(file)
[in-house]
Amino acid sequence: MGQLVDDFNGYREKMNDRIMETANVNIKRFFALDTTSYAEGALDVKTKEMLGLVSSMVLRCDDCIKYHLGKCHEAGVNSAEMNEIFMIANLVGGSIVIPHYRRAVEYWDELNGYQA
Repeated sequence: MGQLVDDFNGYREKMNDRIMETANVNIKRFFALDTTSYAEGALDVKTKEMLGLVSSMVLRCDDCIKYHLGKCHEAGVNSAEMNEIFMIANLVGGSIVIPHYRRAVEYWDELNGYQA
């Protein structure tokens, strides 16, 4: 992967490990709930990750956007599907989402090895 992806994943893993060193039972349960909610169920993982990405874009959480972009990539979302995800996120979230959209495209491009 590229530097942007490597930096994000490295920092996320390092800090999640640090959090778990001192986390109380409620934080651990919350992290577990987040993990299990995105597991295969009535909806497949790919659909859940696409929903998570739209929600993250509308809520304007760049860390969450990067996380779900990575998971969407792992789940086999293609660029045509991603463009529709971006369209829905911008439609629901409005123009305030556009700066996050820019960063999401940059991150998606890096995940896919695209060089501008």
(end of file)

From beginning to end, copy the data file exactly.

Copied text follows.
[in-house]
Amino acid sequence: MGQLVDDFNGYREKMNDRIMETANVNIKRFFALDTTSYAEGALDVKTKEMLGLVSSMVLRCDDCIKYHLGKCHEAGVNSAEMNEIFMIANLVGGSIVIPHYRRAVEYWDELNGYQA
Repeated sequence: MGQLVDDFNGYREKMNDRIMETANVNIKRFFALDTTSYAEGALDVKTKEMLGLVSSMVLRCDDCIKYHLGKCHEAGVNSAEMNEIFMIANLVGGSIVIPHYRRAVEYWDELNGYQA
């Protein structure tokens, strides 16, 4: 992967490990709930990750956007599907989402090895 992806994943893993060193039972349960909610169920993982990405874009959480972009990539979302995800996120979230959209495209491009 590229530097942007490597930096994000490295920092996320390092800090999640640090959090778990001192986390109380409620934080651990919350992290577990987040993990299990995105597991295969009535909806497949790919659909859940696409929903998570739209929600993250509308809520304007760049860390969450990067996380779900990575998971969407792992789940086999293609660029045509991603463009529709971006369209829905911008439609629901409005123009305030556009700066996050820019960063999401940059991150998606890096995940896919695209060089501008």